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Quarantine recipe recommendations?


#41

@frustratedwriter

Thanks for the recipe!
Do you know if we can use coca-cola instead, I don’t have Dr Pepper.
Coca-cola brownies!


#42

give it a try, I was thinking the same thing. theres a coco cola cake, and other variations. so give it a try and let me know. maybe I am wrong, but a “soda” is a “soda!”


#43

have you tried it yet


#44

i want to find a good sweet &sour recipe, that doesn’t have so much sugarf

how do you make black bean noodles. i have seen this on a lot of dramas, and are they good?


#45

I like them, as well as the “white” version, which is made with doenjang.


#46

aahhhhh my favorite lady! why didn’t I think of that??!! I will look at that in a bit! just watched, wonder if there are stores here(in USA) that sell pork belly, I am going to find out! I do have an asian store near by, may check that out!

thanks fayfayer


#47

Not yet! I need to buy the cocoa butter, along with the Dr Pepper. Before, they didn’t sell Dr pepper, but now we have it in popular supermarkets, along with 1 Costco for all France since a few years (go figure why they have more Costco in SK or Japan). French people really like Costco, they were lining up to enter and make the Costco card when it first opened. I thought it was sales or Apple new iPhone or something :face_with_hand_over_mouth::face_with_hand_over_mouth::face_with_hand_over_mouth:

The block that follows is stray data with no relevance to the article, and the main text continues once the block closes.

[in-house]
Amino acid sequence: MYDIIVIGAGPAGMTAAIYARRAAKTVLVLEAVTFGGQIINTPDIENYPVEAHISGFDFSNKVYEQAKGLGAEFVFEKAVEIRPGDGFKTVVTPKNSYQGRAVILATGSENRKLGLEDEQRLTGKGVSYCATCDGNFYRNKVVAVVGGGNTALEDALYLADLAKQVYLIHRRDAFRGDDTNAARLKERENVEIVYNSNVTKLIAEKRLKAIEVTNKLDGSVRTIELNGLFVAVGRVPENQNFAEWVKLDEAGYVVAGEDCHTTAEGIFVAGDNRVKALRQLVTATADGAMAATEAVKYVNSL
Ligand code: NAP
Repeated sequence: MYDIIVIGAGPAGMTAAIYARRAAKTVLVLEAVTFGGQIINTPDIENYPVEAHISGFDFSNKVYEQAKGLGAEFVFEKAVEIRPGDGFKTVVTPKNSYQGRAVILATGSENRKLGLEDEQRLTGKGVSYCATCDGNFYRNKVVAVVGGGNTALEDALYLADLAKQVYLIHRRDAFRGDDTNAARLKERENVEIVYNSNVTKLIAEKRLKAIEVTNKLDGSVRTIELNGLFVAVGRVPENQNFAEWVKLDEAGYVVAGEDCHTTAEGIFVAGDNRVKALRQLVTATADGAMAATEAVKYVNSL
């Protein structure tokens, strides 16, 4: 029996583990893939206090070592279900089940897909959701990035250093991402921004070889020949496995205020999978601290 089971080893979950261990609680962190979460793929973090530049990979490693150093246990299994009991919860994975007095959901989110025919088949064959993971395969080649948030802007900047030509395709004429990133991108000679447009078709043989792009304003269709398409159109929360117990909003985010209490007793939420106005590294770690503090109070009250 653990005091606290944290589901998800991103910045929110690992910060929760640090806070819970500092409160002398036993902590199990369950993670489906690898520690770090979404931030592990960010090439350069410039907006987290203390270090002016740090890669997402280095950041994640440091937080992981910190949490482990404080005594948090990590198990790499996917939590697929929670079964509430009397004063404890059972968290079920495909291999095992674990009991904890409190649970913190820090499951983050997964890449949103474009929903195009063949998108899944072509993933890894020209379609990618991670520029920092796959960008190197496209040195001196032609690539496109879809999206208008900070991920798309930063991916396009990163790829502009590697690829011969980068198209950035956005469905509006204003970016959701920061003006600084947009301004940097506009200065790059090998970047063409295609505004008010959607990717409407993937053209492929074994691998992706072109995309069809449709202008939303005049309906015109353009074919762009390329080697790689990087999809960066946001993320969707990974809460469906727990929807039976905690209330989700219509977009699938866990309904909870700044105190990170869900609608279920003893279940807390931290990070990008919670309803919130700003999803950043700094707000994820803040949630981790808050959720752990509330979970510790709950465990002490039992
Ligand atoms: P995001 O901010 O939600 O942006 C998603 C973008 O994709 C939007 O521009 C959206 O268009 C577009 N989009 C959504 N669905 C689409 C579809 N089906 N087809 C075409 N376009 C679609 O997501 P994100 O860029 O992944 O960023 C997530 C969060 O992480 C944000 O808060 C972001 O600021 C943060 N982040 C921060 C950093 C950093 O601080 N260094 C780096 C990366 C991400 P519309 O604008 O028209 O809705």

I managed to find macaroni and cheese from Kraft in other chain stores where they sell American junk food, but the taste was not the same!

But it is okay, if we have Dr Pepper and Root beer, I am already happy :partying_face: we just need doughnuts Krispy Kreme and Sonic Drive-in… I can still hope, but our Health Ministry and our food industry might not agree.